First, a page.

Carry Trade Pairs
NIRP has and is spooking savers into CASH, globally. Banks and central banks involved are having to liquidate USD holdings to meet deposit demands in the local currency. Since Feb 1st, it's been a tsunami of dollars driving KING DOLLAR down from 100 to 96 DXY.
The Feb 5th BOJ NIRP announcement (only new excess deposits pay the negative rate tax, all previous deposits are grandfathered at the older positive rates), sent the yen sideways for one day, after which it continued an +8.2% ascent. Regarding the resulting decline in the dollar and rise in gold and oil:
"Gold and oil didn't rise, DXY (the dollar index), fell - reflecting un-regulated, carry-trade like (and Central Bank competitive devaluations), speculative and volatile, position-squeezing sorties." - Salmo Trutta
A potential nuance or subtlety... look at the Swiss franc CHF/USD and Japanese yen JPY/USD pairs since December, in which there would appear to be plenty of carry trade unwind in those appreciative moves vs. KING DOLLAR.
Above note, since Feb 1st JPY yen gaining 8.2%
Above note, since Feb 1st CHF franc gaining +5.4%
Chinese NPL's and New Debt
As for Chinese capital flight controls, it is legal to lend in RMB and get paid in another currency. On Feb 15th mainstream media reported that:
"Nonperforming loans rose 7 percent from September to 1.27 trillion yuan ($196 billion) by December, the slowest quarterly increase in two years... Including "special-mention" loans, where future repayment is at risk but yet to become nonperforming, the industry's total troubled loans swelled to 4.2 trillion yuan, representing 5.46 percent of total advances. New credit surged in January to a record 3.42 trillion yuan, almost double the amount in December. The increase was linked to a seasonal binge as banks front-loaded lending and Chinese borrowers refinanced foreign-denominated debt." - Bloomberg
Indeed, China reported a 7% NPL increase to $196B, where special mention brings the at risk total to 5.4% of total advances or $650B and new RMB loans hit a monthly record in December $520B. Those headline figures were parroted across the blogosphere, while other subtleties and nuances went to the wayside...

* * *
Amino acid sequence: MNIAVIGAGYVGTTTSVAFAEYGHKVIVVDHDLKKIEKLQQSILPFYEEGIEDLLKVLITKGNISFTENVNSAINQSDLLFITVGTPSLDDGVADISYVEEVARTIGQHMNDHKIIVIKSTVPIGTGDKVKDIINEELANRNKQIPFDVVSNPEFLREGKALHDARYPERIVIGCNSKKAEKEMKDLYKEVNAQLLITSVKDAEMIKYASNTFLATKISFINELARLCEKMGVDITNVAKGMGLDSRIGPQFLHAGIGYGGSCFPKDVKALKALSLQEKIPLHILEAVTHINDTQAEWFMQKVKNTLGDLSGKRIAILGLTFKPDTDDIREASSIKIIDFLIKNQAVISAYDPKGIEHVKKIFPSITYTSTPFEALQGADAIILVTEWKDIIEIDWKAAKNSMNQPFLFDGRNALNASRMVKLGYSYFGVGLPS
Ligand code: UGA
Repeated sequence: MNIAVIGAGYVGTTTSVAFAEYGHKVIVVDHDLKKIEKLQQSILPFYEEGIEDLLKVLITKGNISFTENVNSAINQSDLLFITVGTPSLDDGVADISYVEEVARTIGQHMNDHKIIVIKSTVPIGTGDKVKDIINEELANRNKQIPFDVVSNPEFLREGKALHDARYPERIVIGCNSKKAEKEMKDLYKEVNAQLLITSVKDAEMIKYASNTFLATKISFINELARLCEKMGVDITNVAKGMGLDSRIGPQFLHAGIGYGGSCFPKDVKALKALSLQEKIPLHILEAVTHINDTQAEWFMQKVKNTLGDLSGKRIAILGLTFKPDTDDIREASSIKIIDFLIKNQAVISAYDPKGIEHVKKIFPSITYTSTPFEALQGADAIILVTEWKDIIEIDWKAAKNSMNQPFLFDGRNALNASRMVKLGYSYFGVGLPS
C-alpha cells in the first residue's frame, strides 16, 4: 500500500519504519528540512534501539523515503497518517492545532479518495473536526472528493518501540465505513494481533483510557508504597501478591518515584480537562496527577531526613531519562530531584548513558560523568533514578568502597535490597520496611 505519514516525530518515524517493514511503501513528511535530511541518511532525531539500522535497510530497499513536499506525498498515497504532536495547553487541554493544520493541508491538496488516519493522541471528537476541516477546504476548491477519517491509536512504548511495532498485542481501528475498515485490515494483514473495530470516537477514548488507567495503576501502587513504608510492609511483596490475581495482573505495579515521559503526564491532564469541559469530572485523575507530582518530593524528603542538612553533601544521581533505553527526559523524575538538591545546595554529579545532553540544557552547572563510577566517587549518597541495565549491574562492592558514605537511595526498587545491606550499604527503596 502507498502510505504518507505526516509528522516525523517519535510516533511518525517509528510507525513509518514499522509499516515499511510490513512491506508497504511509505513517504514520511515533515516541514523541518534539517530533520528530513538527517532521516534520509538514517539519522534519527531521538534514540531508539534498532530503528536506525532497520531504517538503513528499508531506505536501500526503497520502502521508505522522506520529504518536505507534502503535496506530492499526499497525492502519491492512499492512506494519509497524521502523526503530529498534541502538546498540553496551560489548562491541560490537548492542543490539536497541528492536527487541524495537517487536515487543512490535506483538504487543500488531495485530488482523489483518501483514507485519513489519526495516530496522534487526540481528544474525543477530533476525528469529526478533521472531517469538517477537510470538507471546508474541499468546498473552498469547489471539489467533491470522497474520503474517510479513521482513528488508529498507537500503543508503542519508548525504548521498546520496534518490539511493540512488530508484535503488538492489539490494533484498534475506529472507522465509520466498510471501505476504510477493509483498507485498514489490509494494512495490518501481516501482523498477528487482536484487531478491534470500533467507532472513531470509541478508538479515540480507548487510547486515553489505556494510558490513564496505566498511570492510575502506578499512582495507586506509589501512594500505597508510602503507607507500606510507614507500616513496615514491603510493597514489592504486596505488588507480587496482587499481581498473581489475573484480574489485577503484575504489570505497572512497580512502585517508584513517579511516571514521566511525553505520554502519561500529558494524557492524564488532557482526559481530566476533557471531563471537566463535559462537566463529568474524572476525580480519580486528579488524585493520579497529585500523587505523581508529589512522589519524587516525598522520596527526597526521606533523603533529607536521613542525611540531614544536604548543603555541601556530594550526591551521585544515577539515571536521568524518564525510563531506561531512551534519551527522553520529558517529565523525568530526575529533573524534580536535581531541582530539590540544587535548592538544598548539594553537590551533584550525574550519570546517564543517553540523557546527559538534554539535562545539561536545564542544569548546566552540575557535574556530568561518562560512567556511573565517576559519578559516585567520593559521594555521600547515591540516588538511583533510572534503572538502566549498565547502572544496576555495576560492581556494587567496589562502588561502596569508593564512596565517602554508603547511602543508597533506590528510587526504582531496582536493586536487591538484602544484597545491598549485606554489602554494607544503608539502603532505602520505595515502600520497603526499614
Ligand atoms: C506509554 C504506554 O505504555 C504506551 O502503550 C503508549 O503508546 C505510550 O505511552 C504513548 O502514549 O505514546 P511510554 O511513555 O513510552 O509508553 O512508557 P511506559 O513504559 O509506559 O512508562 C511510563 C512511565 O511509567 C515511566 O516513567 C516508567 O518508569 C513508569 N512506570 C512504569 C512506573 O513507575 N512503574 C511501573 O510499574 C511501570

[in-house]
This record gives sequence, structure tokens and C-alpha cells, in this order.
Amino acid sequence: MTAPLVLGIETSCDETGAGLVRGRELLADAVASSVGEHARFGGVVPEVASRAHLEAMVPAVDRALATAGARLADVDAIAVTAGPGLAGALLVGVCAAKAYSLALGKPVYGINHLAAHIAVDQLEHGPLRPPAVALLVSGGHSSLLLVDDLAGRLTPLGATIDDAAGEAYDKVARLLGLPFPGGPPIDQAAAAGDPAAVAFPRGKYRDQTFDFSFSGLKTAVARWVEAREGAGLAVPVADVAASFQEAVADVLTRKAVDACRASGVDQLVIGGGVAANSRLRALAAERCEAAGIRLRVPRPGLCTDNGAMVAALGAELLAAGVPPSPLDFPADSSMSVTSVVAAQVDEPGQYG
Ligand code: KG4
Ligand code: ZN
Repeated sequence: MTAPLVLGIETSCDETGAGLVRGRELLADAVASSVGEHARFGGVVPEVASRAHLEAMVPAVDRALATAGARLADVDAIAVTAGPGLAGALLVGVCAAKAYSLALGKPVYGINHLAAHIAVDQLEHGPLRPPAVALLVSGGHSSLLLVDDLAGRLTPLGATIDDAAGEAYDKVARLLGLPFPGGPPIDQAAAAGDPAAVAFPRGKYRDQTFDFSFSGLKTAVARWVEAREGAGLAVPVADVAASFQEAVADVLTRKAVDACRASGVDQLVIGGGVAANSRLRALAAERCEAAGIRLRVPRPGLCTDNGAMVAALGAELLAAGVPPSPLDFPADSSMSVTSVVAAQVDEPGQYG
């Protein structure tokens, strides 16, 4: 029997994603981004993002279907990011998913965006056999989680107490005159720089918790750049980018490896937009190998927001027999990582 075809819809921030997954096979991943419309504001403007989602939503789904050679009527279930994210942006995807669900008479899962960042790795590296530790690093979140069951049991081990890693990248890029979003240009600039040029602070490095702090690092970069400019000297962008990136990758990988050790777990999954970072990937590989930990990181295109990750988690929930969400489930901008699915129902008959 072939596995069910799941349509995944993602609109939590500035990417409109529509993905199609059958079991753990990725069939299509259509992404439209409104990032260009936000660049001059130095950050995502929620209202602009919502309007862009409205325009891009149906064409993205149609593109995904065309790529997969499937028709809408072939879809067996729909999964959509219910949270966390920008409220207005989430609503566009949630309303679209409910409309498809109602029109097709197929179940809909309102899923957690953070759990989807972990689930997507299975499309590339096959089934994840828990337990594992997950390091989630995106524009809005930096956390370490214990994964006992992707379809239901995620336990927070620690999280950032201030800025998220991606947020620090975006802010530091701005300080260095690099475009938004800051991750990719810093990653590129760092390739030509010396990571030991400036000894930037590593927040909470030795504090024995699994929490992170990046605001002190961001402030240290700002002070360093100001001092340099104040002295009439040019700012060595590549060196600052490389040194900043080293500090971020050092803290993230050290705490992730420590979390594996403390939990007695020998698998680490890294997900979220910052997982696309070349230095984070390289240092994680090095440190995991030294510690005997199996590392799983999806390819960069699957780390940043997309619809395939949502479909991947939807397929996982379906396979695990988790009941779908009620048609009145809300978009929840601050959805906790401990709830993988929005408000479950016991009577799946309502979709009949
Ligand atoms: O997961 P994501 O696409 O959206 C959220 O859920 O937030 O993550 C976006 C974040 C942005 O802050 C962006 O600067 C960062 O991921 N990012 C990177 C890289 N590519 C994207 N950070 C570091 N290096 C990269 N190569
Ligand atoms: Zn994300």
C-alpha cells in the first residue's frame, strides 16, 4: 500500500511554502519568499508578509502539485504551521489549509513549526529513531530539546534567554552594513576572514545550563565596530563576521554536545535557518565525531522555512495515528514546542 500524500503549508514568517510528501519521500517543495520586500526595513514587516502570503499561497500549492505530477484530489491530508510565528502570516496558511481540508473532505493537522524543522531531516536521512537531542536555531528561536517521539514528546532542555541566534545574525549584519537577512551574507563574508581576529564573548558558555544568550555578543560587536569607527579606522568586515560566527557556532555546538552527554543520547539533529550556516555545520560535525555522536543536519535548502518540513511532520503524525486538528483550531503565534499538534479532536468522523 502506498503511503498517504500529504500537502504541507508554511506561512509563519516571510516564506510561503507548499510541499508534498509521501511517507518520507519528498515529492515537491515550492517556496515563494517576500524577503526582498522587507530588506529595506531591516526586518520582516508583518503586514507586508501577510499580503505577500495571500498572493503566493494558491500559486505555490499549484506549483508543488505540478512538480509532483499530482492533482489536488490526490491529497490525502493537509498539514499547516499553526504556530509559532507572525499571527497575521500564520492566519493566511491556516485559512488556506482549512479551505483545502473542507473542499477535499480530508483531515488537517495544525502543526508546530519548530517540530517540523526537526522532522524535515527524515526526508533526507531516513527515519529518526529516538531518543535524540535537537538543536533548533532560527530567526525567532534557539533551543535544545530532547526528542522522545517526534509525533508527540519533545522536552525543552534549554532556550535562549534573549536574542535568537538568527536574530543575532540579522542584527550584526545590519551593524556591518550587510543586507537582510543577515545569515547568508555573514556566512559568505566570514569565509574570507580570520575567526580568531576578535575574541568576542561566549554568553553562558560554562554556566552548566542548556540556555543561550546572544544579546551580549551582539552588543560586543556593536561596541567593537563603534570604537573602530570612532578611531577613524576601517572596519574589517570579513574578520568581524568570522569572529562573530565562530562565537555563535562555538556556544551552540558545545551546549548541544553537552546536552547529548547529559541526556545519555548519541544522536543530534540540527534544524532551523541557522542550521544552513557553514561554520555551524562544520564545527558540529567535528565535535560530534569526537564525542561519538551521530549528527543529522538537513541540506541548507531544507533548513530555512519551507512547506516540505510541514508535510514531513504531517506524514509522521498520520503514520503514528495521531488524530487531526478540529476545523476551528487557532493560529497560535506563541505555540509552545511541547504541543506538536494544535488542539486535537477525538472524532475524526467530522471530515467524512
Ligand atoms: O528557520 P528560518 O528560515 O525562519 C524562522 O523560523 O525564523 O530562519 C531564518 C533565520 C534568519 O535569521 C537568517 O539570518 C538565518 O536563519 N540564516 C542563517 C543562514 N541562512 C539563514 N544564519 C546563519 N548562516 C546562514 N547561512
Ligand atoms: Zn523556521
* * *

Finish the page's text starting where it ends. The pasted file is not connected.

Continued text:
Since Q1 2014 or over the last 24 months: Chinese Banking NPL+60% from 1.04 to 1.67%; special mention +56% from 2.5 to 3.9%; total at risk +54% from 3.54 to 5.46% and $520B in new loans in December is half of the US QE3 total; and finally, since Oct 2015; over $1T in new RMB debt.
China Japan Trade Balance
On Feb 15th, in real terms Yoy Chinese exports plunged 11.2% and imports 18.8%. One should note the contraction in China's import, export, PMI and GDP statistics. As stated, those declining numbers could already be falsely INFLATED due to their recent shopping spree on cheap shipping and commodities costs. What does this portend for the import, export, PMI, GDP and shipping numbers later this year?
On Feb 17th, Japanese exports fell by 12.9% in the 12 months to January, a result that was below the 8.0% contraction seen in December. To put that decline into perspective, it was the steepest annual contraction in exports since October 2009. By destination, exports to Asia plummeted by 17.8% from a year earlier, with those to China falling by 17.5%. Yoy from January 2015 they tumbled by 18.0%, unchanged from the drop registered in December. - Cheap Oil: Unhealthy?
Given the above, the JPY/USD appreciation might not just indicate a carry or currency hedged unwind due to margin calls, in which rapidly rising yen (borrowed or short) causes a liquidation of dollar assets (purchased with the low cost yen). Leading to a chicken/egg or symptom cause dilemma, why did the Yen, on a rate cut to NIRP, surge to the UPSIDE vs KING DOLLAR?